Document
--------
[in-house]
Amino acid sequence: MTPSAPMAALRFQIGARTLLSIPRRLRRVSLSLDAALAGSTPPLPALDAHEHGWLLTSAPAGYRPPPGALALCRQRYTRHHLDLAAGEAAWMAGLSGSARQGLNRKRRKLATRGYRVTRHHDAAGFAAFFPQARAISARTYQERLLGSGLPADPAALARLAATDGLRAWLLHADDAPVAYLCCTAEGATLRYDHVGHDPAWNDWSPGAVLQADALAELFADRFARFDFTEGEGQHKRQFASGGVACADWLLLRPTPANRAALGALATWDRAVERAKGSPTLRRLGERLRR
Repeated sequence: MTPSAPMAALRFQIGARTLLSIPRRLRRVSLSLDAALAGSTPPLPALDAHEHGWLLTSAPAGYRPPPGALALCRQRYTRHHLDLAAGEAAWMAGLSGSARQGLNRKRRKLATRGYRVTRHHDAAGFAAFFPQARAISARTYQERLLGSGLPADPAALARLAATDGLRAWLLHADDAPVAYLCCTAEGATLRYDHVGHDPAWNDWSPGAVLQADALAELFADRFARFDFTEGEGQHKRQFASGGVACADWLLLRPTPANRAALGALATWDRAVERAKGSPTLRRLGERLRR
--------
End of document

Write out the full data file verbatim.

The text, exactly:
[in-house]
Amino acid sequence: MTPSAPMAALRFQIGARTLLSIPRRLRRVSLSLDAALAGSTPPLPALDAHEHGWLLTSAPAGYRPPPGALALCRQRYTRHHLDLAAGEAAWMAGLSGSARQGLNRKRRKLATRGYRVTRHHDAAGFAAFFPQARAISARTYQERLLGSGLPADPAALARLAATDGLRAWLLHADDAPVAYLCCTAEGATLRYDHVGHDPAWNDWSPGAVLQADALAELFADRFARFDFTEGEGQHKRQFASGGVACADWLLLRPTPANRAALGALATWDRAVERAKGSPTLRRLGERLRR
Repeated sequence: MTPSAPMAALRFQIGARTLLSIPRRLRRVSLSLDAALAGSTPPLPALDAHEHGWLLTSAPAGYRPPPGALALCRQRYTRHHLDLAAGEAAWMAGLSGSARQGLNRKRRKLATRGYRVTRHHDAAGFAAFFPQARAISARTYQERLLGSGLPADPAALARLAATDGLRAWLLHADDAPVAYLCCTAEGATLRYDHVGHDPAWNDWSPGAVLQADALAELFADRFARFDFTEGEGQHKRQFASGGVACADWLLLRPTPANRAALGALATWDRAVERAKGSPTLRRLGERLRR